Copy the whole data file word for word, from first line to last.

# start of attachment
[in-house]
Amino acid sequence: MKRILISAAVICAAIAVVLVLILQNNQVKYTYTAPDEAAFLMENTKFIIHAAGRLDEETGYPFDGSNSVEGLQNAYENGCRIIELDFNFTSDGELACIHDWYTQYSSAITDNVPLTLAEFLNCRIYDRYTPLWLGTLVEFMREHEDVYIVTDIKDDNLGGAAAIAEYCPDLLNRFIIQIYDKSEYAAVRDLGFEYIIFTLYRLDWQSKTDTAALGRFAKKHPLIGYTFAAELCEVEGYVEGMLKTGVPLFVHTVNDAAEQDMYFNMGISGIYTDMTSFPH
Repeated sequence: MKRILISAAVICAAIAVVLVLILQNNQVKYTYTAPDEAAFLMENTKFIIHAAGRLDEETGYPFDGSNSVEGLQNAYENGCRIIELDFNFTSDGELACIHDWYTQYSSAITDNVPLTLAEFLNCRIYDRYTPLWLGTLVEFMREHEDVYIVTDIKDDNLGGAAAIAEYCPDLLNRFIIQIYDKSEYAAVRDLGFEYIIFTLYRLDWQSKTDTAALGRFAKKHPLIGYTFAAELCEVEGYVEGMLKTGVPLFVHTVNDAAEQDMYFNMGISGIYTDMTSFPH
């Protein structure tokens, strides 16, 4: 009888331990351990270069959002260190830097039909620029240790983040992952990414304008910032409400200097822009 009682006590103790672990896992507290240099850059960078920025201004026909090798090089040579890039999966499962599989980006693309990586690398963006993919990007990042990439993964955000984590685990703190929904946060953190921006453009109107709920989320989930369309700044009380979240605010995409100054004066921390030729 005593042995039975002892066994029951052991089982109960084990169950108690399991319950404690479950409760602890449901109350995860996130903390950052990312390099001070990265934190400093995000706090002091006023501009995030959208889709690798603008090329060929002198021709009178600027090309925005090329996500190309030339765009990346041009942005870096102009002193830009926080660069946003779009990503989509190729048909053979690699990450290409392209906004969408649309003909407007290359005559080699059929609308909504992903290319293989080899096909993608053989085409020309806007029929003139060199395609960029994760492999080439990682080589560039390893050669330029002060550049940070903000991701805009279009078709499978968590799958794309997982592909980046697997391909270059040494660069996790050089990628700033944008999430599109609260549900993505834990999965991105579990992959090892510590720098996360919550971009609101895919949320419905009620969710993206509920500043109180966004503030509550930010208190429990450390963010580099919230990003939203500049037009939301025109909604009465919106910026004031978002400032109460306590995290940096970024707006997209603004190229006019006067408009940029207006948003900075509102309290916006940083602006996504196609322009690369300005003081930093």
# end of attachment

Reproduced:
[in-house]
Amino acid sequence: MKRILISAAVICAAIAVVLVLILQNNQVKYTYTAPDEAAFLMENTKFIIHAAGRLDEETGYPFDGSNSVEGLQNAYENGCRIIELDFNFTSDGELACIHDWYTQYSSAITDNVPLTLAEFLNCRIYDRYTPLWLGTLVEFMREHEDVYIVTDIKDDNLGGAAAIAEYCPDLLNRFIIQIYDKSEYAAVRDLGFEYIIFTLYRLDWQSKTDTAALGRFAKKHPLIGYTFAAELCEVEGYVEGMLKTGVPLFVHTVNDAAEQDMYFNMGISGIYTDMTSFPH
Repeated sequence: MKRILISAAVICAAIAVVLVLILQNNQVKYTYTAPDEAAFLMENTKFIIHAAGRLDEETGYPFDGSNSVEGLQNAYENGCRIIELDFNFTSDGELACIHDWYTQYSSAITDNVPLTLAEFLNCRIYDRYTPLWLGTLVEFMREHEDVYIVTDIKDDNLGGAAAIAEYCPDLLNRFIIQIYDKSEYAAVRDLGFEYIIFTLYRLDWQSKTDTAALGRFAKKHPLIGYTFAAELCEVEGYVEGMLKTGVPLFVHTVNDAAEQDMYFNMGISGIYTDMTSFPH
């Protein structure tokens, strides 16, 4: 009888331990351990270069959002260190830097039909620029240790983040992952990414304008910032409400200097822009 009682006590103790672990896992507290240099850059960078920025201004026909090798090089040579890039999966499962599989980006693309990586690398963006993919990007990042990439993964955000984590685990703190929904946060953190921006453009109107709920989320989930369309700044009380979240605010995409100054004066921390030729 005593042995039975002892066994029951052991089982109960084990169950108690399991319950404690479950409760602890449901109350995860996130903390950052990312390099001070990265934190400093995000706090002091006023501009995030959208889709690798603008090329060929002198021709009178600027090309925005090329996500190309030339765009990346041009942005870096102009002193830009926080660069946003779009990503989509190729048909053979690699990450290409392209906004969408649309003909407007290359005559080699059929609308909504992903290319293989080899096909993608053989085409020309806007029929003139060199395609960029994760492999080439990682080589560039390893050669330029002060550049940070903000991701805009279009078709499978968590799958794309997982592909980046697997391909270059040494660069996790050089990628700033944008999430599109609260549900993505834990999965991105579990992959090892510590720098996360919550971009609101895919949320419905009620969710993206509920500043109180966004503030509550930010208190429990450390963010580099919230990003939203500049037009939301025109909604009465919106910026004031978002400032109460306590995290940096970024707006997209603004190229006019006067408009940029207006948003900075509102309290916006940083602006996504196609322009690369300005003081930093």